Posts Tagged ‘musical’


Showstopper! The Improvised Musical

Wednesday, 25 August, 2010

Edinburgh  2010 –   Gilded Balloon   –  4 – 30 Aug 10  –  22:50 (1.00)

Andrew Lloyd-Webber Never Dies

Every night, a different musical

If nothing else, ‘Showstopper! the improvised musical’ is a great night out, going by the grins on departing audiences’ faces.  But there is a lot more to this musical than simple fun and laughter. This is the kind of one-off show that gets people talking.

The process begins with suggestions from the audience.  Some are discounted, the best voted on democratically.  The cast then have no time at all to start acting and singing, directed by a mediator on the side of the stage who interrupts every so often, with ever increasing demands such as ‘I said more references to West End shows’ on the night of ‘Andrew Lloyd Webber Never Dies’.  Led by a keyboard player, the cast cleverly integrate humour, showstopping solos and even tuneful harmonies.  Utilising the well worn Lloyd Webber formula of wistful looks, slow steps towards and away from one another, peppered with regular smatterings of jazz hands, the result is a kind of cliché, as this is surely the only way that providing a new musical every night could work.  A funny farce of a musical follows.

The most impressive aspect of the show is the ability of the cast to think on its feet, coming up with endless rhyming couplets to tell a story that has not yet been written.  Quick thinking, talented comedians as well as accomplished musicians, this cast is at the top of their game.  Many of its members perform daily in other shows at the Fringe.  Despite the demands of improvising storyline, music and humour, awkward pauses are kept to an absolute minimum, and nearly all songs and sketches are to the standard expected in any musical.  Ruth Bratt, in particular, has a strong, versatile voice which is a pleasure to hear, and each of the remaining cast members is able to harmonise with whoever has begun singing, a peculiar skill considering that these songs have never before been sung.  Although a strategy for success which can be applied to each show must be in place, it is rather the experience and expertise of the cast, allowing imperceptible communication between its members, which paves the way for such delightful entertainment in demanding circumstances.  A word with returning audience members (and there are many) confirms that each show is, indeed, improvised and unique.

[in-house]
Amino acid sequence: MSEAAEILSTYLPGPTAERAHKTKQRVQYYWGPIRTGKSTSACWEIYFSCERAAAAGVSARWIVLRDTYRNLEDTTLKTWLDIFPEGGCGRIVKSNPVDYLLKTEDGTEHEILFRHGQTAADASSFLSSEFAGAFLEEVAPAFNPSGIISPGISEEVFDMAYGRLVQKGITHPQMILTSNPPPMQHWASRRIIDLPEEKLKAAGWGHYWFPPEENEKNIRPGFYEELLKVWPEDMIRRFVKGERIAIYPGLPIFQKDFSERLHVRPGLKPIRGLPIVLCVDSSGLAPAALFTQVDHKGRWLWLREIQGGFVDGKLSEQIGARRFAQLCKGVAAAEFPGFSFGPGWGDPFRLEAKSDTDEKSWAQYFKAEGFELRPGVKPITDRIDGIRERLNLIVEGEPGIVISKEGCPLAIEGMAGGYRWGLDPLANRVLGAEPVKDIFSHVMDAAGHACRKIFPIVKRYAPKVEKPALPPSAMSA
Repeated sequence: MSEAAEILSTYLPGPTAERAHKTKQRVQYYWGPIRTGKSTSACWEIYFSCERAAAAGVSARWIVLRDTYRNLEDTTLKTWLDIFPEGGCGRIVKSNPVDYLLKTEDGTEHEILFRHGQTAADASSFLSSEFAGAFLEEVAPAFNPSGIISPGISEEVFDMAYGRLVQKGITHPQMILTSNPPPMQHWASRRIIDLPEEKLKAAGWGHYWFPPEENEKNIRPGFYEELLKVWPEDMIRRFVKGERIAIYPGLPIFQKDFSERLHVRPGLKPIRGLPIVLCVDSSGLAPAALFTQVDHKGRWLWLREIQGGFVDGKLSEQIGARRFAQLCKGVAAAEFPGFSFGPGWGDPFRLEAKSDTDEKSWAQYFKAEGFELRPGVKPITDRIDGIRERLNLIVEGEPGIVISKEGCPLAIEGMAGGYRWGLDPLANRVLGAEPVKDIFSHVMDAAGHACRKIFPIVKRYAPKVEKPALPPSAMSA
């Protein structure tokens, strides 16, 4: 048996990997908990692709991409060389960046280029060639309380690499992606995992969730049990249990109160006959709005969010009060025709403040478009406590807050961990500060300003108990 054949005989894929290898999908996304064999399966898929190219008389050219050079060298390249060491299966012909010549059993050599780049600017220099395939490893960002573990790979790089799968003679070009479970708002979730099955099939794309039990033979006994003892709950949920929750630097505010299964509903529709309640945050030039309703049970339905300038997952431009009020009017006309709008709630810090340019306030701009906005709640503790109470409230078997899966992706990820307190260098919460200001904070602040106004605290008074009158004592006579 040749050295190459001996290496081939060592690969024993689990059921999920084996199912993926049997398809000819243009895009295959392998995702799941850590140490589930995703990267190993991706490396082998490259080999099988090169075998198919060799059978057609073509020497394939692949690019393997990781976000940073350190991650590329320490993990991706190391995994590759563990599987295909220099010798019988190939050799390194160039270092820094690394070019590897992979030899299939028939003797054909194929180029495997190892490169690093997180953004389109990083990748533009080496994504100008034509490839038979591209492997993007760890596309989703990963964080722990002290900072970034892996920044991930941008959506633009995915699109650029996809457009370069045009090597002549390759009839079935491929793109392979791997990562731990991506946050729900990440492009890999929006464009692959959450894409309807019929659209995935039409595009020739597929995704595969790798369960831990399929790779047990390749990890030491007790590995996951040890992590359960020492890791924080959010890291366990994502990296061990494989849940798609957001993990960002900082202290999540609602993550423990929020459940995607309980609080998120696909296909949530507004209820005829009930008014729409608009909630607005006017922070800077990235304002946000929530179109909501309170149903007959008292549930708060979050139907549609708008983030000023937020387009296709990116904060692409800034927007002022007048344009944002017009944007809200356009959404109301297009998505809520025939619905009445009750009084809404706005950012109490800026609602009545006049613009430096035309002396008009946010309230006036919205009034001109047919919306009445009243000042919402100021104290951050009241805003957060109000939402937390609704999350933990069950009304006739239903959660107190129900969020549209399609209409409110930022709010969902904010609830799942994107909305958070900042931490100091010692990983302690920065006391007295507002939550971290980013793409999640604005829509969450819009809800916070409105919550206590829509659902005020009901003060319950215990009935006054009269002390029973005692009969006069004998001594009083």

In ‘Andrew Lloyd Webber Never Dies’, the audience was treated to a story of betrayal and ultimate devotion between two sisters, hopeful to follow in their father’s footsteps and sing on stage at Lloyd Webber’s memorial gig.  With X factor style hopefuls, a sob story, baddies in the shape of directors looking for cash (singing a catchy background rift of ‘and the money keeps rolling in’), and the final realisation that neither money nor fame brings happiness, perhaps this generic sequence of characters and ideas is standard, but it is brought together by quick, commendable, stand-up style humour.

The musical talent and comic expertise of this cast is unquestionable, and the idea for the show, innovative.  However, as control comes largely from the on stage director, more audience input may be appreciated.  Cast members laughing aloud at their ludicrous of-the-cuff ideas (‘no I’m not doing that, that’s too weird’) is endearing, and authenticates the improvisation aspect, but could make an audience feel isolated if they miss the in-joke.  Occasionally these jokes become a little naughty.  Then again, this is a late night show, and political slights aside, there is nothing to offend here.

Watching ‘Showtopper! the improvised musical’ is like watching stand-up, enjoying West End wonders, and being treated to something unique all at the same time.   A great show.

Cast and company credits:  Chris Ash.  Ruth Bratt.  Julie Clare.  Dylan Emery.  Pippa Evans.  Sean McCann.  Adam Meggido.  Phillip Pellow.  Nigel Pilkington.  Andrew Puglsey.  Oliver Senton.  Lucy Trodd.  Duncan Walsh-Atkins.  Sarah-Louise Young.